It was the most ancient tradition of the Atlantean Magicians that they were the survivors of a race inhabiting a country called Lemuria, of which the South Pacific archipelago may be the remains. These Lemurians had, they held, built up a civilization equal, if not superior to their own; but through a misunderstanding of magical law — some said the 2nd, some the 8th, some the 23rd — had involved themselves and their land in ruin. Others thought that the Lemurians had succeeded in their magical task, and broken their temple. In any case, it was the secret Lemurian tradition that they themselves represented the survivals of a yet earlier race who lived in ice, and they of yet another who lived in fire, and they again of the earliest colonists from Mars. The theory, in fine, was that the aim of man is to attain the Sun, whence, according to one school of cosmology, he was exiled in the cosmic catastrophe which resulted in the formation of Neptune. His task on any given planet was therefore to overturn the laws of Nature on that planet, thus mastering it sufficiently to enable him to make the leap to the next planet inward. Exactly how and in what sense the leap was made remains obscure, even to the heirs of Atlantis.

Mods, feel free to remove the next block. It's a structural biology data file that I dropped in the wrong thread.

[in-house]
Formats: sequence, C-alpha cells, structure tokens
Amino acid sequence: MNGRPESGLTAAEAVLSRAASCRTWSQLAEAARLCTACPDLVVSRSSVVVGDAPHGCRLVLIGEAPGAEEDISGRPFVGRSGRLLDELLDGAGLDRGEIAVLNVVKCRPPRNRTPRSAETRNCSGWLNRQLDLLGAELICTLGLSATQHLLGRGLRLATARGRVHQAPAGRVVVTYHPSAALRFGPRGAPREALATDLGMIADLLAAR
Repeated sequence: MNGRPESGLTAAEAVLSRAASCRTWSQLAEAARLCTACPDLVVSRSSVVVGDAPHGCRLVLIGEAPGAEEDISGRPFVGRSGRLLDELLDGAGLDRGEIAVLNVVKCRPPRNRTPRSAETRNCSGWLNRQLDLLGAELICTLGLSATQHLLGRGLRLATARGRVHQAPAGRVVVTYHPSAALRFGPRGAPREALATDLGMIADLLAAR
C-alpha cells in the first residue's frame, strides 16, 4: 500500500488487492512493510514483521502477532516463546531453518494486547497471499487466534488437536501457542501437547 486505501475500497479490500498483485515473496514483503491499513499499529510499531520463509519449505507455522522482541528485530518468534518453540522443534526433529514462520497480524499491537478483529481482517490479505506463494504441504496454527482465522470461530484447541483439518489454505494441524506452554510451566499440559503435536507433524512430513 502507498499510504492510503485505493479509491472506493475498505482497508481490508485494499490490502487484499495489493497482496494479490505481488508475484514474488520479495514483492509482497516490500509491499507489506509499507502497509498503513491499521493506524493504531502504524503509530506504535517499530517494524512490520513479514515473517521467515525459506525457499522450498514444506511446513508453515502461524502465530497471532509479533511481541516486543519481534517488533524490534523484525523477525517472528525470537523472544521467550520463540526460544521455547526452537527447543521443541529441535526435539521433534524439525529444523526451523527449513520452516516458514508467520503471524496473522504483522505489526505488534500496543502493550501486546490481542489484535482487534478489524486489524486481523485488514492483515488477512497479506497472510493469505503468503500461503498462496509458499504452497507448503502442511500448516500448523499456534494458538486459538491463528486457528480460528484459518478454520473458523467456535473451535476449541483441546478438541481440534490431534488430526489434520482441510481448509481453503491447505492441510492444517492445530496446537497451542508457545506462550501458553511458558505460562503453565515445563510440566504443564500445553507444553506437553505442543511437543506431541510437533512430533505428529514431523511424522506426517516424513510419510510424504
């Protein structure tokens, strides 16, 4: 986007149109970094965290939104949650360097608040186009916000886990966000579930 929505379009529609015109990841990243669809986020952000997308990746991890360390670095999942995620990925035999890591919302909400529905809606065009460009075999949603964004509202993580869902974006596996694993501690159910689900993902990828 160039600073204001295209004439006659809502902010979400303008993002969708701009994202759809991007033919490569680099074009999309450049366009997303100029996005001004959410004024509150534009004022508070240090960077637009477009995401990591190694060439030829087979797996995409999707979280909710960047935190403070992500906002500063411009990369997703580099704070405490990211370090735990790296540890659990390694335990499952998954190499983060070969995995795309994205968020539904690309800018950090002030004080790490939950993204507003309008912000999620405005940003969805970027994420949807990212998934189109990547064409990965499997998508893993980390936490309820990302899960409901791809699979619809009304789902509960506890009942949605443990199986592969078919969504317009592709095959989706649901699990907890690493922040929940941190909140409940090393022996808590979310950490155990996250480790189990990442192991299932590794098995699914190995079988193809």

The men of Atlas could fly, it is true, and that by a method so simple that men will laugh outright when it is rediscovered; but they needed air to support them; they could not confront the cold and emptiness of space. Was it in some subtler body that they conveyed the Palladium? Or, content to die, could they project that supreme vehicle across so great a distance? The answer to such questions probably lies in the recovery by mankind of the knowledge of Zro and its properties.
Beneath the labour mills
in which the sweat of the workers collects and drains off into an open basin without the mill. In this basin churns with immense rapidity — through multiple bevel gearing — a sort of paddle with knife edges. The sweat is thus churned into froth, and gradually disappears, and is as continually replaced. The workers toil in shifts — eight hours work, four hours repose, eight hours work, four hours rest and recreation. The mills never cease day or night.